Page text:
Ph.D. Herrmans Isabell

106400 €

Dynamics of Religion at the Margins of Modern Indonesia

Tieteellinen tutkimus / siihen pohjautuva työ | Kolmivuotinen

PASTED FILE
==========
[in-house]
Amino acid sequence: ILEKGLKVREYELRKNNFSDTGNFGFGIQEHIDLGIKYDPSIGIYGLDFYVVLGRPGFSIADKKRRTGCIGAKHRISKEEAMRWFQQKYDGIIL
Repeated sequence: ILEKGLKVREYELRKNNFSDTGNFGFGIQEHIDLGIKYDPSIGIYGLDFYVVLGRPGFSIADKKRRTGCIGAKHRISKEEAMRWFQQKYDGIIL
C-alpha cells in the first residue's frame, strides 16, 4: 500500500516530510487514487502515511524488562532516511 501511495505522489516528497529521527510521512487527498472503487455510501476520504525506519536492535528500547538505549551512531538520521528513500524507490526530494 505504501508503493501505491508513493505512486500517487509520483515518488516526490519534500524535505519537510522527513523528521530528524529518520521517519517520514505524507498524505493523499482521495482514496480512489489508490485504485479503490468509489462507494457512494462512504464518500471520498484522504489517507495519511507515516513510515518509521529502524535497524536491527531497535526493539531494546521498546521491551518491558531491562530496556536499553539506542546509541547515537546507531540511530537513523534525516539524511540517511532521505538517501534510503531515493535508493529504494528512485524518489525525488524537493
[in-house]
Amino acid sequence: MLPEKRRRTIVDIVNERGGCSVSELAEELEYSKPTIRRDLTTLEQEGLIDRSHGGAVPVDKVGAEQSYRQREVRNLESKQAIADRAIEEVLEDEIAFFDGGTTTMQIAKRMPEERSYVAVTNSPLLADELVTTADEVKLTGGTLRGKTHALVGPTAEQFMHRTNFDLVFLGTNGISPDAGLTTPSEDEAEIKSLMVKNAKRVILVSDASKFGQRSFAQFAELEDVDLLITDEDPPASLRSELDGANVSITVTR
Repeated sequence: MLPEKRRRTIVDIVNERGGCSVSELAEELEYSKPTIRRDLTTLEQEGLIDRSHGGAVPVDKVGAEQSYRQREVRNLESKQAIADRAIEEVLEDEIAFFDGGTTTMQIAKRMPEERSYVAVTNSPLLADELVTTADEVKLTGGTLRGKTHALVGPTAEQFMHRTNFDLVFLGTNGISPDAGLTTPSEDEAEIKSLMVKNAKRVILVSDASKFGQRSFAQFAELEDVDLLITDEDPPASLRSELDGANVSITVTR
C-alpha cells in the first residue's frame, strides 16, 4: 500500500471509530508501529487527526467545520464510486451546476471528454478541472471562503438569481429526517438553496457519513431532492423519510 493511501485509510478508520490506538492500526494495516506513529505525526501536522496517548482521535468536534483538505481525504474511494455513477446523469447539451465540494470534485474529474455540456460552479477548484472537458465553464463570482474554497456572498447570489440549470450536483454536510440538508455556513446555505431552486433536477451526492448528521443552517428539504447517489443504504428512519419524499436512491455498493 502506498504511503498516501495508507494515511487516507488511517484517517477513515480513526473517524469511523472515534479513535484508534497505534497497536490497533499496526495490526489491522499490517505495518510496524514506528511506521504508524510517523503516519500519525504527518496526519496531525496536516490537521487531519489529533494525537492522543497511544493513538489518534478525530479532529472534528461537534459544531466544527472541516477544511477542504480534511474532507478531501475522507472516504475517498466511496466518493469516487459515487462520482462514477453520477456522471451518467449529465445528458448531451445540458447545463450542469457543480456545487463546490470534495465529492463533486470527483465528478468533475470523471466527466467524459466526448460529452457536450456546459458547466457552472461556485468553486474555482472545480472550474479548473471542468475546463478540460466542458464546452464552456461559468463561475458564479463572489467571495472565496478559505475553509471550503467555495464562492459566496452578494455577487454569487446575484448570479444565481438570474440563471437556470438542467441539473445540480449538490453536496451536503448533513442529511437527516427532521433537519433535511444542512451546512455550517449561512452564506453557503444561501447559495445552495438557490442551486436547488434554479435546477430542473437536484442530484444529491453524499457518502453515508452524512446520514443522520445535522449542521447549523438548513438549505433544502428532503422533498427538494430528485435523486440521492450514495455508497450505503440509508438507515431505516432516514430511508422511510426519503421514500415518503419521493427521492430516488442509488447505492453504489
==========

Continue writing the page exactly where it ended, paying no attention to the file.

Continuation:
The Indonesian state is based on belief in one supreme God. Religious freedom is supported as long as one confesses to one of the six officially recognized “world religions” (agama), which are defined by a scriptural monotheistic doctrine. These world religions are contrasted with a variety of local traditions and belief systems. This research project explores what the norm-setting religious politics of the Indonesian nation-state means for Indonesia’s many minority religions, with a special focus on the Kaharingan religion as practiced by the Luangan Dayak. The project involves comparative research across two neighboring areas, the provinces of East and Central Kalimantan, in which a key condition to be studied – the recognition of local beliefs and practices as Religion for state purposes – differ. In my research I ask what work the agama concept accomplishes in practice. What does it include and what does it exclude? My research objective is two-fold: to explore how minority religious practices and discourse challenge national and global definitions of religion, and how they are articulated with local, national, and global hierarchies of value.